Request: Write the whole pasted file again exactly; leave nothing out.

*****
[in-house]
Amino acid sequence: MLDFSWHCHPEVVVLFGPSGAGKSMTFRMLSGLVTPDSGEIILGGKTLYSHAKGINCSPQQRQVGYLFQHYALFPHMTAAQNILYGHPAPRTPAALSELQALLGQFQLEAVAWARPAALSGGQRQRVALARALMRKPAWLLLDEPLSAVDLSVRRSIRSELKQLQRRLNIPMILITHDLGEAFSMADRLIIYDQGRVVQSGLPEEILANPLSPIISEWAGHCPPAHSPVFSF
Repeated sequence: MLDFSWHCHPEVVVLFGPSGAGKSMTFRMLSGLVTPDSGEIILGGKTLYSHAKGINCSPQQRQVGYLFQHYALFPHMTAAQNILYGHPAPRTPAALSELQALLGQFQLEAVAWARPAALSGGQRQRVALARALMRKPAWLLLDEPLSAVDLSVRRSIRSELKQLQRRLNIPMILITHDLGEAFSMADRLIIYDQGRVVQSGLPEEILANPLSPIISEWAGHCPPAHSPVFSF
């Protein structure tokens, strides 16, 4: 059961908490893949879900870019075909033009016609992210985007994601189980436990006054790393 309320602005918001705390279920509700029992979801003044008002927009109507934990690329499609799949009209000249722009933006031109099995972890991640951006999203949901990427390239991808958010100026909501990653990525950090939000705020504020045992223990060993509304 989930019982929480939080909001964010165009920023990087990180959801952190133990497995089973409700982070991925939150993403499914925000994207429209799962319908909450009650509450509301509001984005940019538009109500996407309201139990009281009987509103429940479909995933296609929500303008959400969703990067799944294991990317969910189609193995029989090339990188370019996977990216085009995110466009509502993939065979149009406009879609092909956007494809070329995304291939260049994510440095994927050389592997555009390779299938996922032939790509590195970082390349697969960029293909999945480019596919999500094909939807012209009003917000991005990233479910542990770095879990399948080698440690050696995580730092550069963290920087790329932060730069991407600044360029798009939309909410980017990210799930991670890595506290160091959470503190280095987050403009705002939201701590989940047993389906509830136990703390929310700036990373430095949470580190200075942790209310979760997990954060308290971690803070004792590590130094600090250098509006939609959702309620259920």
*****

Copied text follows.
[in-house]
Amino acid sequence: MLDFSWHCHPEVVVLFGPSGAGKSMTFRMLSGLVTPDSGEIILGGKTLYSHAKGINCSPQQRQVGYLFQHYALFPHMTAAQNILYGHPAPRTPAALSELQALLGQFQLEAVAWARPAALSGGQRQRVALARALMRKPAWLLLDEPLSAVDLSVRRSIRSELKQLQRRLNIPMILITHDLGEAFSMADRLIIYDQGRVVQSGLPEEILANPLSPIISEWAGHCPPAHSPVFSF
Repeated sequence: MLDFSWHCHPEVVVLFGPSGAGKSMTFRMLSGLVTPDSGEIILGGKTLYSHAKGINCSPQQRQVGYLFQHYALFPHMTAAQNILYGHPAPRTPAALSELQALLGQFQLEAVAWARPAALSGGQRQRVALARALMRKPAWLLLDEPLSAVDLSVRRSIRSELKQLQRRLNIPMILITHDLGEAFSMADRLIIYDQGRVVQSGLPEEILANPLSPIISEWAGHCPPAHSPVFSF
């Protein structure tokens, strides 16, 4: 059961908490893949879900870019075909033009016609992210985007994601189980436990006054790393 309320602005918001705390279920509700029992979801003044008002927009109507934990690329499609799949009209000249722009933006031109099995972890991640951006999203949901990427390239991808958010100026909501990653990525950090939000705020504020045992223990060993509304 989930019982929480939080909001964010165009920023990087990180959801952190133990497995089973409700982070991925939150993403499914925000994207429209799962319908909450009650509450509301509001984005940019538009109500996407309201139990009281009987509103429940479909995933296609929500303008959400969703990067799944294991990317969910189609193995029989090339990188370019996977990216085009995110466009509502993939065979149009406009879609092909956007494809070329995304291939260049994510440095994927050389592997555009390779299938996922032939790509590195970082390349697969960029293909999945480019596919999500094909939807012209009003917000991005990233479910542990770095879990399948080698440690050696995580730092550069963290920087790329932060730069991407600044360029798009939309909410980017990210799930991670890595506290160091959470503190280095987050403009705002939201701590989940047993389906509830136990703390929310700036990373430095949470580190200075942790209310979760997990954060308290971690803070004792590590130094600090250098509006939609959702309620259920």